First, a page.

The sixth and final season of Better Call Saul is a similar experience. It's a 13-episode farewell collection that airs on AMC and AMC Plus once a week, every Monday, with the added wrinkle of a six-week delay between episodes seven and eight, due to star Bob Odenkirk suffering a near-fatal heart attack on set. Another intriguing difference is that the Breaking Bad prequel, as pointed out on the subreddit, seemingly ended with episode nine. And episode 10 had a tidy finish to it. But it's as if the main character, Saul Goodman, doesn't know the show is over. That's a theory I read on the show's subreddit, and it enriches the experience of watching the final episodes.
I can't wait to see what happens next, because there's the rare but thrilling vibe that literally anything can happen on the show now, letting theories run wild. Plus, because it's in the Breaking Bad universe and has a slew of episodes of its own, there are really cool callbacks and references to previous episodes that are discovered and can be appreciated that I otherwise would have missed if I didn't give myself the time to seek them out. Cool details like the fact that Saul saw his ad in color, while his world was all in black and white, is one I tend to miss because I get so caught up in the show. The subreddit clued me in, but I definitely would have spotted it if I gave it a rewatch during the week before the next episode aired.
The series finale is Monday. I can't wait, and kind of wish there was more time to think about and live in its universe.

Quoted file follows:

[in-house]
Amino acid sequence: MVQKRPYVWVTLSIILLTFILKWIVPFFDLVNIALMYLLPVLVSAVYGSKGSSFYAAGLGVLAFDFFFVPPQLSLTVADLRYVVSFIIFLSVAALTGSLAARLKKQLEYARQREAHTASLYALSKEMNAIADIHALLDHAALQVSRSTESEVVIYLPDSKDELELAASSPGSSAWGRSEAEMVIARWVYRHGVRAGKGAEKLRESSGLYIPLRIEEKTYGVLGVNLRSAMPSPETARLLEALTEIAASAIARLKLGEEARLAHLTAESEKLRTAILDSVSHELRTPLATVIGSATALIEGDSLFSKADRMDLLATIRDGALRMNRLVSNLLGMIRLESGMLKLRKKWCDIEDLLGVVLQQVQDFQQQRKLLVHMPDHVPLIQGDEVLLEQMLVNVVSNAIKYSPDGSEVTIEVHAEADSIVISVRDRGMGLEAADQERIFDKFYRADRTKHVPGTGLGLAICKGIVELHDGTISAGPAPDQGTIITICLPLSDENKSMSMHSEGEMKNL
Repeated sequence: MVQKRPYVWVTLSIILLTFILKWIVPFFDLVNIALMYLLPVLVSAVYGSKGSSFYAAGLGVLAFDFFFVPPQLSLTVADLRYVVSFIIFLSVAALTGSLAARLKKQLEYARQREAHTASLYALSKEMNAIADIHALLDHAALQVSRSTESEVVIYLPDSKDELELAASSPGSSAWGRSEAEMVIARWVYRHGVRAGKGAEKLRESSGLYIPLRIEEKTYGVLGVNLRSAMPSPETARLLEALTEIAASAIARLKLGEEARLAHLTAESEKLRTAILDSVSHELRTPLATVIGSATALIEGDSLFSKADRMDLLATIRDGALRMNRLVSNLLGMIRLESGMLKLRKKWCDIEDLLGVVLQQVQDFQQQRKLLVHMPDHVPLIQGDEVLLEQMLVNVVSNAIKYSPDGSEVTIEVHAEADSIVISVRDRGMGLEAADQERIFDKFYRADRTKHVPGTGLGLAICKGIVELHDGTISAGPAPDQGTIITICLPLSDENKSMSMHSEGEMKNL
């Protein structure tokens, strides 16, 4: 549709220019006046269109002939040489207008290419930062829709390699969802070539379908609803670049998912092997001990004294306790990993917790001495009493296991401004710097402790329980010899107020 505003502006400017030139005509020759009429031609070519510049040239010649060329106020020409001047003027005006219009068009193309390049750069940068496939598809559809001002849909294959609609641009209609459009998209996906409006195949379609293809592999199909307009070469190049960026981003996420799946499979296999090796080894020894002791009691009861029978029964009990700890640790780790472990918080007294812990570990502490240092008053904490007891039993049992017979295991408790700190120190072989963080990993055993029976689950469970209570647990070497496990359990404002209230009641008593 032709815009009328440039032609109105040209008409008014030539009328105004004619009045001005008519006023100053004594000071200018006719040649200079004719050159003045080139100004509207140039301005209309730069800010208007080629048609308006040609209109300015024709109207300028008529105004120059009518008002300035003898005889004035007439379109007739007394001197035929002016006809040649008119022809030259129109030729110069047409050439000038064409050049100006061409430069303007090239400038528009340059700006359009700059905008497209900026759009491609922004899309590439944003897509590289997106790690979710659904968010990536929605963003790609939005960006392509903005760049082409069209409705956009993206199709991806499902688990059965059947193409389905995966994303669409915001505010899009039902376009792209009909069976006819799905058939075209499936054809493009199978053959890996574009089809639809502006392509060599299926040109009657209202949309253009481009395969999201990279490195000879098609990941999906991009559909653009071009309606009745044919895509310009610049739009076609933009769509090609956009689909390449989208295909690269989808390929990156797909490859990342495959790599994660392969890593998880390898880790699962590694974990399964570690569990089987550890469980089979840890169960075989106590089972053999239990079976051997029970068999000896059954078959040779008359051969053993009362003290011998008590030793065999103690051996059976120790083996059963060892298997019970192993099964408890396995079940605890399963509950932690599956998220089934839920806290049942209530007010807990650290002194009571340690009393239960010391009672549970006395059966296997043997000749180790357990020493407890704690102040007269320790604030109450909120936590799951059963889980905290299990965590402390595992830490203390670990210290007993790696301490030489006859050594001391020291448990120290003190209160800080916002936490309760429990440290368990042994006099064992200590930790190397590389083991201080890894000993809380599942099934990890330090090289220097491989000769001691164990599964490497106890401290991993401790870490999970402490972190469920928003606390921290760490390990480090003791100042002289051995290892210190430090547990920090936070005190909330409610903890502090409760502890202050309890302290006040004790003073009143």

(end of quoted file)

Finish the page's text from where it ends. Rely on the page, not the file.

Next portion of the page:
Trivia answer: In 1963, Roger Craig set a record that stands to this day, pitching seven games for the Mets in which he went at least seven innings, allowed one or no runs, and the Mets lost anyway.
Only one other pitcher has had seven of these games in a season, and it was Craig’s ex-Dodgers teammate Don Drysdale, the very next year. Drysdale was 18-16 with a 2.18 ERA that year, and had the Dodgers hit for him, he might have been up for the Cy Young, then a major league award. Instead, it went to Dean Chance of the Angels, as he went 20-9, 1.65. Chance went on to pitch three games for the Mets in 1970, for what it’s worth.
Craig’s 1963 was not nearly as palatable as Drysdale’s 1964. Instead, he racked up a 5-22 record, with a 3.78 ERA that wasn’t necessarily good for that era, but certainly wasn’t set-futility-records bad… unless you were on the Mets.
Over a stretch of 12 appearances (10 starts), from June 22 through August 4, Craig held opponents to a .241/.280/.370 line. That’s a month of basically making the National League look like 2022 Eduardo Escobar. Craig pitched six complete games during this stretch. He was 0-10 – and the Mets lost the other two games, too. Eight of the 36 runs that Craig allowed over these dozen games, naturally, were unearned. The 1962 Mets might have the record for the most losses in a season, but there’s a strong case to be made that the 1963 team was really worse. Craig could sure argue it.